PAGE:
Jobs figures underscore work yet to do

By:  Dan Balz
The reaction to Friday’s jobs report from the Bureau of Labor Statistics is the latest example of a nation with lowered economic expectations.

On its face, the report offered good news. The economy added 195,000 jobs in June and beat the forecasters’ estimates. The private sector added 202,000 jobs, while governments — state, local and federal — cut back by just 7,000. The government also revised upward the jobs numbers for the two previous months.

Over the first half of the year, the economy has added 1.2 million jobs to the workforce, an average of about 200,000 a month. Over the past 12 months, 2.3 million jobs have been added.

That is steady progress — and only the latest evidence of an economic recovery that is moving forward month by month. It was greeted as such, taken as a sign that the Federal Reserve might begin to taper off its monetary stimulus for the economy early this fall.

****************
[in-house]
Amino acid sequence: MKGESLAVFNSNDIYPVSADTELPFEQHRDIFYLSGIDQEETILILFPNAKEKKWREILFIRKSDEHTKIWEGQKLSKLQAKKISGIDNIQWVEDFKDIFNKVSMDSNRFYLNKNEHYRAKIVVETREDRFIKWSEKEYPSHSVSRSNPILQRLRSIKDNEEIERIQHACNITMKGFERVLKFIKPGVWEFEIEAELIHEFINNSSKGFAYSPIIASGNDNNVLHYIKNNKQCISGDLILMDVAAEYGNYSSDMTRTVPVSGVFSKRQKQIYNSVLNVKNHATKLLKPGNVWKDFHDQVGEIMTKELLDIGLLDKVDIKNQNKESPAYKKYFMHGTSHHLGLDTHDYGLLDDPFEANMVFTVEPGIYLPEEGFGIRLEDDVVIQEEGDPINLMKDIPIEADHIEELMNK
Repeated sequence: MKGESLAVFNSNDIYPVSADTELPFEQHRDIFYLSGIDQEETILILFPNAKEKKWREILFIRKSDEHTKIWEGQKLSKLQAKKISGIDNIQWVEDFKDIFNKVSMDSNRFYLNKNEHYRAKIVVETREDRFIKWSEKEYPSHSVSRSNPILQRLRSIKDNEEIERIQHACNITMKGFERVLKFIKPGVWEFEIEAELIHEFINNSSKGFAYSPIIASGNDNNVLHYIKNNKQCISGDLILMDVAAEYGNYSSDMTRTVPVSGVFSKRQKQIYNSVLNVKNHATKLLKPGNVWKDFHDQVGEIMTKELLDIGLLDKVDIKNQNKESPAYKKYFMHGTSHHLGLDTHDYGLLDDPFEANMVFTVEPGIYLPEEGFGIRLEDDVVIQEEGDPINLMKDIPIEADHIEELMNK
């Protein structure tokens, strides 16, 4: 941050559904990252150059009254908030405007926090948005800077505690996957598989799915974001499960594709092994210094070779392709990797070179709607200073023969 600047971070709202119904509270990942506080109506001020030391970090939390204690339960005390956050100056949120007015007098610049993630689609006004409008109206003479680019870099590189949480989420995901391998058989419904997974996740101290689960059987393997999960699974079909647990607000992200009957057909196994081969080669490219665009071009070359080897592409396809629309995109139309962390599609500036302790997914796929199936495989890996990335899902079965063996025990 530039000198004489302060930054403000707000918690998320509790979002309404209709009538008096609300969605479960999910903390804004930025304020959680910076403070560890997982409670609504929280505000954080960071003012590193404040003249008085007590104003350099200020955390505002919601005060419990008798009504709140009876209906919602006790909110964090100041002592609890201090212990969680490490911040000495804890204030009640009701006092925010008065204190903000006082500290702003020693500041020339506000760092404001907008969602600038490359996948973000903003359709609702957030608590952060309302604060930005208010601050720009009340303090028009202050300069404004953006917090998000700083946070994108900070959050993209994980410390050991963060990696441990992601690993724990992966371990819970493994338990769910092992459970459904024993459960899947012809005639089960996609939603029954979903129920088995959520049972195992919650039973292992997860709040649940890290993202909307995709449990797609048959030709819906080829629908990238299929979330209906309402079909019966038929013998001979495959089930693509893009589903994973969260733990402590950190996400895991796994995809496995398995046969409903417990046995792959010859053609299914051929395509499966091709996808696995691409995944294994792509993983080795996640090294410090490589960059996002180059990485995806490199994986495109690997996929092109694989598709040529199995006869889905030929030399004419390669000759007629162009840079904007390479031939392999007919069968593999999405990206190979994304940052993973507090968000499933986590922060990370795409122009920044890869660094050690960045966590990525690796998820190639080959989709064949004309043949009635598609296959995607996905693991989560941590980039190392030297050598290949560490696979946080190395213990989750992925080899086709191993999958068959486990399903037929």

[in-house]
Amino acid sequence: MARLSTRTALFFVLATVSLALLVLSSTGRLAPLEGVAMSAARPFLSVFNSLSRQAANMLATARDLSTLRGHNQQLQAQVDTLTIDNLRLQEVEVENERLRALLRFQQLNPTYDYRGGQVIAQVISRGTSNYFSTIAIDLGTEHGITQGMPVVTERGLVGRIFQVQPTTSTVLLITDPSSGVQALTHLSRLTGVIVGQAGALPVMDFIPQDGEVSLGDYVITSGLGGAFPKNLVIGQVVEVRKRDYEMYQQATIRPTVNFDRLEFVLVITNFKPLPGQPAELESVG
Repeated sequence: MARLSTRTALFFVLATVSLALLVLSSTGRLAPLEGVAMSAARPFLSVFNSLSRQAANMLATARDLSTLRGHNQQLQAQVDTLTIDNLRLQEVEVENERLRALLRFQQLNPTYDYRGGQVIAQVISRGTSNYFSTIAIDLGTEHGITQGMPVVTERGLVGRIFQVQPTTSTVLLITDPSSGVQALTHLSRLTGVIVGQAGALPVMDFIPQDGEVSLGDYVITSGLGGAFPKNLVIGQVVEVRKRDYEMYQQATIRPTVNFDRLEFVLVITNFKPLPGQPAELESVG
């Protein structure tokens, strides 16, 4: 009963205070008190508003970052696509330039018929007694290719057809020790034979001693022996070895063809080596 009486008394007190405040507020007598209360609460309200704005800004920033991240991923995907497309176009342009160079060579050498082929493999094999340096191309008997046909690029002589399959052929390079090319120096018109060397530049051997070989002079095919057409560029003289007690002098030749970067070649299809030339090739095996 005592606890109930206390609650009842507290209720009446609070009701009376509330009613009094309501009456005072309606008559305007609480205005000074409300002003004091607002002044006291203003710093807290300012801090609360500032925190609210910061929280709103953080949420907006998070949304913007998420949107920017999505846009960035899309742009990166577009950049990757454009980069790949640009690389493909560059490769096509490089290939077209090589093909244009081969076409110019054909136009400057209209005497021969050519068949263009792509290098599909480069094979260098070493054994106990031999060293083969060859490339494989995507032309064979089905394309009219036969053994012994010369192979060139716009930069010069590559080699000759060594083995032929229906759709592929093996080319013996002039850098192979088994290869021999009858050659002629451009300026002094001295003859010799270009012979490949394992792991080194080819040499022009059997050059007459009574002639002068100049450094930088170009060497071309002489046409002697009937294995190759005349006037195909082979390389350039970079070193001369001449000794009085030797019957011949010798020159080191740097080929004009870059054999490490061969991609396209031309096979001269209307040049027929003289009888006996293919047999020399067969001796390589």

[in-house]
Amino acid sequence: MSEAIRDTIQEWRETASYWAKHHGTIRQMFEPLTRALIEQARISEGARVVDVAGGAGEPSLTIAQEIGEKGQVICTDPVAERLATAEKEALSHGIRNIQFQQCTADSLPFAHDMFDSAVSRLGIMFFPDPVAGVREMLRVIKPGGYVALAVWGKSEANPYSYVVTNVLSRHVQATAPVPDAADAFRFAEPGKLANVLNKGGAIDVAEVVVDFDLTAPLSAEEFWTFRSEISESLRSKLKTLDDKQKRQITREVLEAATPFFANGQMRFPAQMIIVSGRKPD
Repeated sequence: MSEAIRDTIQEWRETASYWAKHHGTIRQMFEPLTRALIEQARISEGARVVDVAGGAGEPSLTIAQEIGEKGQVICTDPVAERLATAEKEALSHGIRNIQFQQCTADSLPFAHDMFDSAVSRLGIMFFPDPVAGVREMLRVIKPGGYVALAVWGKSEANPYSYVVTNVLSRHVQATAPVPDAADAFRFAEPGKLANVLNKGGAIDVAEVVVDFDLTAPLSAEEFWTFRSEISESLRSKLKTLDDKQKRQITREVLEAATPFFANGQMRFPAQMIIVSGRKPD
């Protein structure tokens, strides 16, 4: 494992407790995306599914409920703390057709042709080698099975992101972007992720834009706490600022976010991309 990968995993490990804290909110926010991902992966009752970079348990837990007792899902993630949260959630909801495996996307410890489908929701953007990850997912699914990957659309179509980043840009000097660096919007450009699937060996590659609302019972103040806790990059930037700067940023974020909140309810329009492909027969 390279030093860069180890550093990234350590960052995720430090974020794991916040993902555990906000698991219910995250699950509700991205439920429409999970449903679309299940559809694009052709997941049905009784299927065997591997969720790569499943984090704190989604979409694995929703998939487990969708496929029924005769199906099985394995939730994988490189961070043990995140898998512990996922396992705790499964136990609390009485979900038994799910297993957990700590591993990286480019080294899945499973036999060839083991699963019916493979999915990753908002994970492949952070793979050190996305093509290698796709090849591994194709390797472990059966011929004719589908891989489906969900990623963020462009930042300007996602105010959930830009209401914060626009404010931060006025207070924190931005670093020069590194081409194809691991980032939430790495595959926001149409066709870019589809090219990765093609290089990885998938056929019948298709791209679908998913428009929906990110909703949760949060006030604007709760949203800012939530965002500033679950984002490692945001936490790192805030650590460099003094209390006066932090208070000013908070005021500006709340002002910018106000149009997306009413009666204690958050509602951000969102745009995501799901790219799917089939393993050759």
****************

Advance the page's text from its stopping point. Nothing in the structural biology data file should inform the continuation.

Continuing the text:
But other numbers from Friday tell a less positive story. Despite the growth in jobs, the unemployment rate held steady at 7.6 percent, because more people were looking for work than in the previous month. And 332,000 people said they were working part-time because of economic conditions, rather than by choice. At the same time, long-term unemployment remains acute. Of the 11.8 million unemployed workers, more than 4.3 million have been out of work for 27 weeks or more.

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